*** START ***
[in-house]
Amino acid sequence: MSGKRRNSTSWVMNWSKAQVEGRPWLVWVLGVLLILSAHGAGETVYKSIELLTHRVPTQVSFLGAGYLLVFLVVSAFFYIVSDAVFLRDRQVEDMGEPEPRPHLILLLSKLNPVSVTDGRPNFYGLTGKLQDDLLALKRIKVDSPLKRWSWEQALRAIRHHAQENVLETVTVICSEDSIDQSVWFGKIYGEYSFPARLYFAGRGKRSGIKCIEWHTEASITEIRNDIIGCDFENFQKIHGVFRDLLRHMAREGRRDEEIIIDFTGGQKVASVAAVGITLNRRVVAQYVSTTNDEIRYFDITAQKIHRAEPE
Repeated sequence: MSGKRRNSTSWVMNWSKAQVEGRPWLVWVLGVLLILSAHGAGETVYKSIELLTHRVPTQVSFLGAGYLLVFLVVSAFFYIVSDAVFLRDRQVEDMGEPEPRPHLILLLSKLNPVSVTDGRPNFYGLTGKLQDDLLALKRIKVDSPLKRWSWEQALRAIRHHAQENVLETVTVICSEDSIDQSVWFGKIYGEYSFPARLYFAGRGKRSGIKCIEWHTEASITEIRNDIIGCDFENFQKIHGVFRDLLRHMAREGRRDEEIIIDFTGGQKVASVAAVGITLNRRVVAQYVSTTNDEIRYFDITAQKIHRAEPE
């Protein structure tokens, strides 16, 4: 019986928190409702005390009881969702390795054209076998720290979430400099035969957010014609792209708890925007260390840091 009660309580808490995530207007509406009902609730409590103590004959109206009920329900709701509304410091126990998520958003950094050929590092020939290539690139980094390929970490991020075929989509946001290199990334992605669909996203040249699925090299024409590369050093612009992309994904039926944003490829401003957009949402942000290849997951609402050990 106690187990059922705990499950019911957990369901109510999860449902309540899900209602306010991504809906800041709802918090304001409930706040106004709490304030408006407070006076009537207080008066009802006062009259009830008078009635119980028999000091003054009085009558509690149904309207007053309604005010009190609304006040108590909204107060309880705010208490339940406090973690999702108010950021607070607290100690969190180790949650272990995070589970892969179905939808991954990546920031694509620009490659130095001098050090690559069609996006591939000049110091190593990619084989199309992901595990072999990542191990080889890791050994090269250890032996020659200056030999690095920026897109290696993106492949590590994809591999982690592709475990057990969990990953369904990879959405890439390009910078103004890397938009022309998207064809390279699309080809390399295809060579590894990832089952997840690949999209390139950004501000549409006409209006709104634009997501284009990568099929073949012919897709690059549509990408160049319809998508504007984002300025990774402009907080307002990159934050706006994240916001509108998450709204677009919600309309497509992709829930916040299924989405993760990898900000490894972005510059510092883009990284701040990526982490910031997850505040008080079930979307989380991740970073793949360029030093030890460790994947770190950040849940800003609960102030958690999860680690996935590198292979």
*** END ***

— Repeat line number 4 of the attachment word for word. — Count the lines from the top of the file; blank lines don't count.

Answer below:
């Protein structure tokens, strides 16, 4: 019986928190409702005390009881969702390795054209076998720290979430400099035969957010014609792209708890925007260390840091 009660309580808490995530207007509406009902609730409590103590004959109206009920329900709701509304410091126990998520958003950094050929590092020939290539690139980094390929970490991020075929989509946001290199990334992605669909996203040249699925090299024409590369050093612009992309994904039926944003490829401003957009949402942000290849997951609402050990 106690187990059922705990499950019911957990369901109510999860449902309540899900209602306010991504809906800041709802918090304001409930706040106004709490304030408006407070006076009537207080008066009802006062009259009830008078009635119980028999000091003054009085009558509690149904309207007053309604005010009190609304006040108590909204107060309880705010208490339940406090973690999702108010950021607070607290100690969190180790949650272990995070589970892969179905939808991954990546920031694509620009490659130095001098050090690559069609996006591939000049110091190593990619084989199309992901595990072999990542191990080889890791050994090269250890032996020659200056030999690095920026897109290696993106492949590590994809591999982690592709475990057990969990990953369904990879959405890439390009910078103004890397938009022309998207064809390279699309080809390399295809060579590894990832089952997840690949999209390139950004501000549409006409209006709104634009997501284009990568099929073949012919897709690059549509990408160049319809998508504007984002300025990774402009907080307002990159934050706006994240916001509108998450709204677009919600309309497509992709829930916040299924989405993760990898900000490894972005510059510092883009990284701040990526982490910031997850505040008080079930979307989380991740970073793949360029030093030890460790994947770190950040849940800003609960102030958690999860680690996935590198292979």